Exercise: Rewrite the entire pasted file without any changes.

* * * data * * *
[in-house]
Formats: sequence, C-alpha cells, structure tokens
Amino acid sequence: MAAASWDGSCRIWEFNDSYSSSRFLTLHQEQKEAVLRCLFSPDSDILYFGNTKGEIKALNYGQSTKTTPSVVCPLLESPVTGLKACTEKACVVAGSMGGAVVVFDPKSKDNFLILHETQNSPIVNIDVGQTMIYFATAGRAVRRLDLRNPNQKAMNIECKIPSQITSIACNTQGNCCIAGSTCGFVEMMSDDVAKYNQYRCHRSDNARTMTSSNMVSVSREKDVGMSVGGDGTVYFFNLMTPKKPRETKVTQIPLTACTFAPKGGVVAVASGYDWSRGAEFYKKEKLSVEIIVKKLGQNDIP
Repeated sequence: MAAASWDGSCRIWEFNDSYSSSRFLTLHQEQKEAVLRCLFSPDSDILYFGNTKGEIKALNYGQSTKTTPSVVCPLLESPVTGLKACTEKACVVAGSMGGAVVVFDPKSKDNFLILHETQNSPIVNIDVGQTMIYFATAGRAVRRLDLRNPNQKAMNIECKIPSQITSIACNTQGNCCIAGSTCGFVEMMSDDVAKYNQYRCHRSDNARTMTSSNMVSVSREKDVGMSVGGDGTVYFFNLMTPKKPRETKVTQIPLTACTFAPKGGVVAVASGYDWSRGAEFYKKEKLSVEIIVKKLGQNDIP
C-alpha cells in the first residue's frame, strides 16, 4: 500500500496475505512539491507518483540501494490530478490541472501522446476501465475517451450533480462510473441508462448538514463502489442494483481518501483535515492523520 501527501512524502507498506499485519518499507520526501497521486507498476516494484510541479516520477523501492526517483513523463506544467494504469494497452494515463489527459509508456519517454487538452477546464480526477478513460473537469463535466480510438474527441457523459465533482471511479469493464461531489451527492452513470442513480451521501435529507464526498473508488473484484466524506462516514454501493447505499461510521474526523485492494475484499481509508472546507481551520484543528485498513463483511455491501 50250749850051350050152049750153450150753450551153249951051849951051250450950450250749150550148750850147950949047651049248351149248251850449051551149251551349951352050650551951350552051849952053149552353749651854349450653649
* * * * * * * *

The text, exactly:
[in-house]
Formats: sequence, C-alpha cells, structure tokens
Amino acid sequence: MAAASWDGSCRIWEFNDSYSSSRFLTLHQEQKEAVLRCLFSPDSDILYFGNTKGEIKALNYGQSTKTTPSVVCPLLESPVTGLKACTEKACVVAGSMGGAVVVFDPKSKDNFLILHETQNSPIVNIDVGQTMIYFATAGRAVRRLDLRNPNQKAMNIECKIPSQITSIACNTQGNCCIAGSTCGFVEMMSDDVAKYNQYRCHRSDNARTMTSSNMVSVSREKDVGMSVGGDGTVYFFNLMTPKKPRETKVTQIPLTACTFAPKGGVVAVASGYDWSRGAEFYKKEKLSVEIIVKKLGQNDIP
Repeated sequence: MAAASWDGSCRIWEFNDSYSSSRFLTLHQEQKEAVLRCLFSPDSDILYFGNTKGEIKALNYGQSTKTTPSVVCPLLESPVTGLKACTEKACVVAGSMGGAVVVFDPKSKDNFLILHETQNSPIVNIDVGQTMIYFATAGRAVRRLDLRNPNQKAMNIECKIPSQITSIACNTQGNCCIAGSTCGFVEMMSDDVAKYNQYRCHRSDNARTMTSSNMVSVSREKDVGMSVGGDGTVYFFNLMTPKKPRETKVTQIPLTACTFAPKGGVVAVASGYDWSRGAEFYKKEKLSVEIIVKKLGQNDIP
C-alpha cells in the first residue's frame, strides 16, 4: 500500500496475505512539491507518483540501494490530478490541472501522446476501465475517451450533480462510473441508462448538514463502489442494483481518501483535515492523520 501527501512524502507498506499485519518499507520526501497521486507498476516494484510541479516520477523501492526517483513523463506544467494504469494497452494515463489527459509508456519517454487538452477546464480526477478513460473537469463535466480510438474527441457523459465533482471511479469493464461531489451527492452513470442513480451521501435529507464526498473508488473484484466524506462516514454501493447505499461510521474526523485492494475484499481509508472546507481551520484543528485498513463483511455491501 50250749850051350050152049750153450150753450551153249951051849951051250450950450250749150550148750850147950949047651049248351149248251850449051551149251551349951352050650551951350552051849952053149552353749651854349450653649